Ovarian cancer is the most lethal cancer in gynecologic malignancies. The etiology is unknown and the poor outcome has been persistent for decades. Although, the therapeutic responses are individualized, all patients are treated by the same way. There is an urgent need of biomarkers for the stratification of ovarian cancer patients for personalized medicine. In addition, the therapeutic outcome of early stage ovarian cancer is excellent. However, there are no satisfactory methods yet. The development of effective methods of early detection of ovarian cancer is also needed. Epigenetic alterations have been shown to occur in many types of cancer. Decades of researches have demonstrated the potential of DNA methylation as a marker for early diagnosis of cancer and as a means of assessing the prognosis of cancer patients. Mapping of genome-wide methylation could leads to discover novel genes for disease diagnosis and treatment responsiveness. The genome-wide DNA methylation analysis in ovarian tumors has yet to be explored extensively. The present study is to use methyl-DNA capture coupled with new generation sequencing to discover novel DNA methylation biomarkers for ovarian cancer prognosis prediction and detection. We will analyze 100 benign and malignant ovarian tumors and compare the methylomic profiles using various bioinformatics. Potential loci will be validated by pyrosequencing and quantitative methylation-specific PCR. Testing will be done using tumor tissues and serum/plasma to verify the clinical potential. Novel genes will be subjected to functional analysis. These studies may not only discover new biomarkers but also lead to novel therapeutics. The progress of the first 2 years is a little bit ahead of schedule. This part is the 3rd part of the 3-year project focusing on the development of DNA methylation detetion from blood and functional characterizations of novel genes with clinical application potential.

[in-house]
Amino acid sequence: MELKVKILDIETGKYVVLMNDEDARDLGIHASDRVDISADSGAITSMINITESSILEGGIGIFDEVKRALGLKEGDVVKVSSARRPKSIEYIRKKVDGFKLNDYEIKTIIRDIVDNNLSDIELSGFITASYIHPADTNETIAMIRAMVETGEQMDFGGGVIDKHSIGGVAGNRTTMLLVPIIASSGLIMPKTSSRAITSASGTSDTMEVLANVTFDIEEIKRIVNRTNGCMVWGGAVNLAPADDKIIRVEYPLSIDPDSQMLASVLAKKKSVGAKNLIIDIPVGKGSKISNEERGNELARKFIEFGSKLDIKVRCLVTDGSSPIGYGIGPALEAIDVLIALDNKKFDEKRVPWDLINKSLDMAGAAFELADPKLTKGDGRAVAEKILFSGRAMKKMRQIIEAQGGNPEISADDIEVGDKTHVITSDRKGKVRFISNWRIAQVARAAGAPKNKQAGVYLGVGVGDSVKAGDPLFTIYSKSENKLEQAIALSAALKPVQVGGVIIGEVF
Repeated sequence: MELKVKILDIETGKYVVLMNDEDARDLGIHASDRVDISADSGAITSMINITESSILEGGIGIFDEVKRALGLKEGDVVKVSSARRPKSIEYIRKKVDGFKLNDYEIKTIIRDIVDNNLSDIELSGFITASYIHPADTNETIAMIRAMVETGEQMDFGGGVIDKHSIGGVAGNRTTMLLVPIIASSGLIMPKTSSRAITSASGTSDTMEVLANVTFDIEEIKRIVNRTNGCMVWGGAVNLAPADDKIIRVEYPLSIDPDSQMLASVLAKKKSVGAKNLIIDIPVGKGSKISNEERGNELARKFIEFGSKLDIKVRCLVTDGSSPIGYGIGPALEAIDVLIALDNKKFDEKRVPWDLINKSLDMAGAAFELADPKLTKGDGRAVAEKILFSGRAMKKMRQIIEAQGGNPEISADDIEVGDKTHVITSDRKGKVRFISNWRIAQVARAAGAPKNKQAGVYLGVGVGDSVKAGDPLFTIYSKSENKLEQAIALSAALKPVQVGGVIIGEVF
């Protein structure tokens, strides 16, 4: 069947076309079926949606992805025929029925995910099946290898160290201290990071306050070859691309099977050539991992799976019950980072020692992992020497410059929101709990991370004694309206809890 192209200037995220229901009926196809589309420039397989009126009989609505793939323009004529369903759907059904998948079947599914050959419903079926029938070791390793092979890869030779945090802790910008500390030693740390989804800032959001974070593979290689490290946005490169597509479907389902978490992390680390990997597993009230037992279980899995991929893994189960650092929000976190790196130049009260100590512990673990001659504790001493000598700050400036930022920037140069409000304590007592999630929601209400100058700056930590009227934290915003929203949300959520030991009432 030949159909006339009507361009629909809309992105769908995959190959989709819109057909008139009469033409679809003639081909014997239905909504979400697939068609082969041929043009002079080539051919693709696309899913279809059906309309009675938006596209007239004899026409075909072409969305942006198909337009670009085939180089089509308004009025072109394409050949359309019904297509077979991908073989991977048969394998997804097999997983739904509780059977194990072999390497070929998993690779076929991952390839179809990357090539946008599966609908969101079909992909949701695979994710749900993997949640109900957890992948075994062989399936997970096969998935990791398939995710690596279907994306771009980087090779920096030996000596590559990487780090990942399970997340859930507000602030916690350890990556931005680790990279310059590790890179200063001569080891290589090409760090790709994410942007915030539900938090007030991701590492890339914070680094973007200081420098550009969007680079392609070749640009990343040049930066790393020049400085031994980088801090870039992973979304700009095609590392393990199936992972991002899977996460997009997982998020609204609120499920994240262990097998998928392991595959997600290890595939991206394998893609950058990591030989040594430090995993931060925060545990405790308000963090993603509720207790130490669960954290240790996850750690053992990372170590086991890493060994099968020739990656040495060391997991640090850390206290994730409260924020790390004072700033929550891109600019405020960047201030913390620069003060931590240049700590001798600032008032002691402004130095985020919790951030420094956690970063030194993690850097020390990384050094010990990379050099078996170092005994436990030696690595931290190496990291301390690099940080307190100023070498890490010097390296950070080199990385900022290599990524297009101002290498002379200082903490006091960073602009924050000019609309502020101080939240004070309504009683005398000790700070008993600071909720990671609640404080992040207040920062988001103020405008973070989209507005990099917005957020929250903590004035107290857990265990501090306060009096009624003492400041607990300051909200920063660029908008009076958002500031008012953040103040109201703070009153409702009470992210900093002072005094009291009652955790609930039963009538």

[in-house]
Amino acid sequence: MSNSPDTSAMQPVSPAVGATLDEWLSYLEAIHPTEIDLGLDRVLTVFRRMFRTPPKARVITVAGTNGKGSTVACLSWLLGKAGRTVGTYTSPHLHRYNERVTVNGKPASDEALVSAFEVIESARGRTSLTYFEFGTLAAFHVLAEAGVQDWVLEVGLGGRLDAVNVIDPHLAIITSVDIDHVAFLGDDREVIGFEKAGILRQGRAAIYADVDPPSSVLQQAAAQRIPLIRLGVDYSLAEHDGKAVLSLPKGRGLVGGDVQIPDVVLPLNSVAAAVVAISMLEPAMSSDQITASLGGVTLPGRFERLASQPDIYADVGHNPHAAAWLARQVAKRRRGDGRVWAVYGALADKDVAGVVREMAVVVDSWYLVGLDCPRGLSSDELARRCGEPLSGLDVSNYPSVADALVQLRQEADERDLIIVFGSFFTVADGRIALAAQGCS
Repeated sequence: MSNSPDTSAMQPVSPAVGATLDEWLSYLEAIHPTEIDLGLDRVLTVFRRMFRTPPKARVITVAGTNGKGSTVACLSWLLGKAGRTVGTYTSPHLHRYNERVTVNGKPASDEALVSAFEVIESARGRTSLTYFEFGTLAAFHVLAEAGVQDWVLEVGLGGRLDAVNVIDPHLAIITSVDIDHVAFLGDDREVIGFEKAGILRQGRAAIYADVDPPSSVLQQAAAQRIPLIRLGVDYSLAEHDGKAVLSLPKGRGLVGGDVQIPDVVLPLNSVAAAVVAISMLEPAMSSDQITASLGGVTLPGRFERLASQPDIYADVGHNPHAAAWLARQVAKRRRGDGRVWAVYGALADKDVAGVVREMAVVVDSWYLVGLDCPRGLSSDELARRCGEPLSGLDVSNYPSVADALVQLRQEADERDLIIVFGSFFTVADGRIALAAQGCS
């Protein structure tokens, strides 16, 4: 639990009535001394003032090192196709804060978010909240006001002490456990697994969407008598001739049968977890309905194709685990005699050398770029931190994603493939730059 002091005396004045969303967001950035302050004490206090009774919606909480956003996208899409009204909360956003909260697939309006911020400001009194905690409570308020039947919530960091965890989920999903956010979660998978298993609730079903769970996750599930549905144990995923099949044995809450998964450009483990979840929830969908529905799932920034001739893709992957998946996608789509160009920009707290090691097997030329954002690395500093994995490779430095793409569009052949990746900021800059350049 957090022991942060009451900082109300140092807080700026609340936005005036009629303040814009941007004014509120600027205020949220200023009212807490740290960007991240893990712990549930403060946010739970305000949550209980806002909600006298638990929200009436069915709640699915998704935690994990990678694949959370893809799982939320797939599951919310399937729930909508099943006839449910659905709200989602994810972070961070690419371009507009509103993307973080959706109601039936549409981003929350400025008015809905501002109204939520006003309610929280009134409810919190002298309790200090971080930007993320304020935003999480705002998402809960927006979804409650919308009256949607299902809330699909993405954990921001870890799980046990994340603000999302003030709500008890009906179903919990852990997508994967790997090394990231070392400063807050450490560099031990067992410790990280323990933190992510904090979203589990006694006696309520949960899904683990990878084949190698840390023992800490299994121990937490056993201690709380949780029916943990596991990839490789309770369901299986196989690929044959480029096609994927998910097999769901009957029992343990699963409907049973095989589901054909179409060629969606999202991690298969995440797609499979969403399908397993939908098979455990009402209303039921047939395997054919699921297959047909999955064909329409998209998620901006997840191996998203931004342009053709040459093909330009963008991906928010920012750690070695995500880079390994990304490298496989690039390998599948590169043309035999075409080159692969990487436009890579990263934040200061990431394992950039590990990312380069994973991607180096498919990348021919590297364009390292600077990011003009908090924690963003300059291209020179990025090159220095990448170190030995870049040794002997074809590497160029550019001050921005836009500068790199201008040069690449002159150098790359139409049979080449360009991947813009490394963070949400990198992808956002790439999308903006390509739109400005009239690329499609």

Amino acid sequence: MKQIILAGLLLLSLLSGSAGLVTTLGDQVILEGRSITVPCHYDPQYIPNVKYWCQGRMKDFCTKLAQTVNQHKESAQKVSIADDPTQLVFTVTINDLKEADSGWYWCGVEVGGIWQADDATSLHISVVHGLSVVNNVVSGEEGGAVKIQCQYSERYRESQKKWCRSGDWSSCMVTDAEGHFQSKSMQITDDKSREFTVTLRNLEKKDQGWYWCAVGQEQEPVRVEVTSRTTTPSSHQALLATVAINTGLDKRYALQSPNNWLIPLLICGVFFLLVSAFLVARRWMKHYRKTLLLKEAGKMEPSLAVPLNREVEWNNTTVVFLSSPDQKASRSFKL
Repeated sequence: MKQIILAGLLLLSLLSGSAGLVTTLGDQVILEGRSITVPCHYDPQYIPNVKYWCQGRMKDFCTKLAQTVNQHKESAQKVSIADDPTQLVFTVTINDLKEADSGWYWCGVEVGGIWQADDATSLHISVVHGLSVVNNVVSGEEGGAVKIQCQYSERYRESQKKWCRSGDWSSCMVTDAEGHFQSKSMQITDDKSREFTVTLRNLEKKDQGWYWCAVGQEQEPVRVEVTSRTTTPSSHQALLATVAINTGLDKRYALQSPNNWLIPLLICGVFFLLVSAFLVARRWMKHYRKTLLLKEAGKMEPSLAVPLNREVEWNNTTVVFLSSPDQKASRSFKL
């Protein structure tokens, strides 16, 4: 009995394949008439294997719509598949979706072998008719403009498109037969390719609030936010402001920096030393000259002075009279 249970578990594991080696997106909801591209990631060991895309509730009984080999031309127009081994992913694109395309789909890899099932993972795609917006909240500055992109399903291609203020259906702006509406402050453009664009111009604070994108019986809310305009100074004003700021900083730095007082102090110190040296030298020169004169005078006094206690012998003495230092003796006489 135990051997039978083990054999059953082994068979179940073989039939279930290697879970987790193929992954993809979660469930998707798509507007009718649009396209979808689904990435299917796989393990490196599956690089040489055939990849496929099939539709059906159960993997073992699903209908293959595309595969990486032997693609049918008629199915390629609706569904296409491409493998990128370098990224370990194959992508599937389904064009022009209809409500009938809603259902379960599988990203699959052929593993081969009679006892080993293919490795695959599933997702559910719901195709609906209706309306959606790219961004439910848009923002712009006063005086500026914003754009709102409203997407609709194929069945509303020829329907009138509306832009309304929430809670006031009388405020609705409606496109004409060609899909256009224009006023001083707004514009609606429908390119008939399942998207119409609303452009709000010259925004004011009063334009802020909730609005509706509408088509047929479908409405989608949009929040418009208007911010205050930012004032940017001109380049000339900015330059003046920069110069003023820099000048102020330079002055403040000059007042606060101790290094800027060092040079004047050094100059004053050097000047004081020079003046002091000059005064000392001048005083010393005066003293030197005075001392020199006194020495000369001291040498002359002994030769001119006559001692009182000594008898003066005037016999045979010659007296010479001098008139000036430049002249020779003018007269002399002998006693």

|Effective start/end date
|5/1/14 → 4/30/15
- ovarian cancer
- next generation sequencing
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